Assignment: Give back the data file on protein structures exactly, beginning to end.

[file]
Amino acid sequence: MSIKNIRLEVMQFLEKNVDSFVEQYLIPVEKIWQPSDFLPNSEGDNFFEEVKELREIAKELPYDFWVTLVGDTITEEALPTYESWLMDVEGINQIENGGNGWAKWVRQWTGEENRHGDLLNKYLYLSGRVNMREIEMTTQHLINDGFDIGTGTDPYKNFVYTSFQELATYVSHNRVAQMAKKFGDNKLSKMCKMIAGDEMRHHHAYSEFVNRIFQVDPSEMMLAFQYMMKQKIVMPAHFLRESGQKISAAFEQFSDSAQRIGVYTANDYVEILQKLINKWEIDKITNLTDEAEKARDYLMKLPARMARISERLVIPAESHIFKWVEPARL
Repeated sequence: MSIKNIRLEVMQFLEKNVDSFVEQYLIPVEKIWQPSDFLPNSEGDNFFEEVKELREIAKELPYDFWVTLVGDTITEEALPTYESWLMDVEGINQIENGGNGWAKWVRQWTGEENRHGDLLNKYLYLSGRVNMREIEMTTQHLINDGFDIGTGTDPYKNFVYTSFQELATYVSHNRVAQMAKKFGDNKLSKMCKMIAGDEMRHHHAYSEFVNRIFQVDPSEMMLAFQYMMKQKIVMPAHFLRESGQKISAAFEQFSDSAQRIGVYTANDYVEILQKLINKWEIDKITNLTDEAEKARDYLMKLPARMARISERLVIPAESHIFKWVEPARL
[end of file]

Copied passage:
Amino acid sequence: MSIKNIRLEVMQFLEKNVDSFVEQYLIPVEKIWQPSDFLPNSEGDNFFEEVKELREIAKELPYDFWVTLVGDTITEEALPTYESWLMDVEGINQIENGGNGWAKWVRQWTGEENRHGDLLNKYLYLSGRVNMREIEMTTQHLINDGFDIGTGTDPYKNFVYTSFQELATYVSHNRVAQMAKKFGDNKLSKMCKMIAGDEMRHHHAYSEFVNRIFQVDPSEMMLAFQYMMKQKIVMPAHFLRESGQKISAAFEQFSDSAQRIGVYTANDYVEILQKLINKWEIDKITNLTDEAEKARDYLMKLPARMARISERLVIPAESHIFKWVEPARL
Repeated sequence: MSIKNIRLEVMQFLEKNVDSFVEQYLIPVEKIWQPSDFLPNSEGDNFFEEVKELREIAKELPYDFWVTLVGDTITEEALPTYESWLMDVEGINQIENGGNGWAKWVRQWTGEENRHGDLLNKYLYLSGRVNMREIEMTTQHLINDGFDIGTGTDPYKNFVYTSFQELATYVSHNRVAQMAKKFGDNKLSKMCKMIAGDEMRHHHAYSEFVNRIFQVDPSEMMLAFQYMMKQKIVMPAHFLRESGQKISAAFEQFSDSAQRIGVYTANDYVEILQKLINKWEIDKITNLTDEAEKARDYLMKLPARMARISERLVIPAESHIFKWVEPARL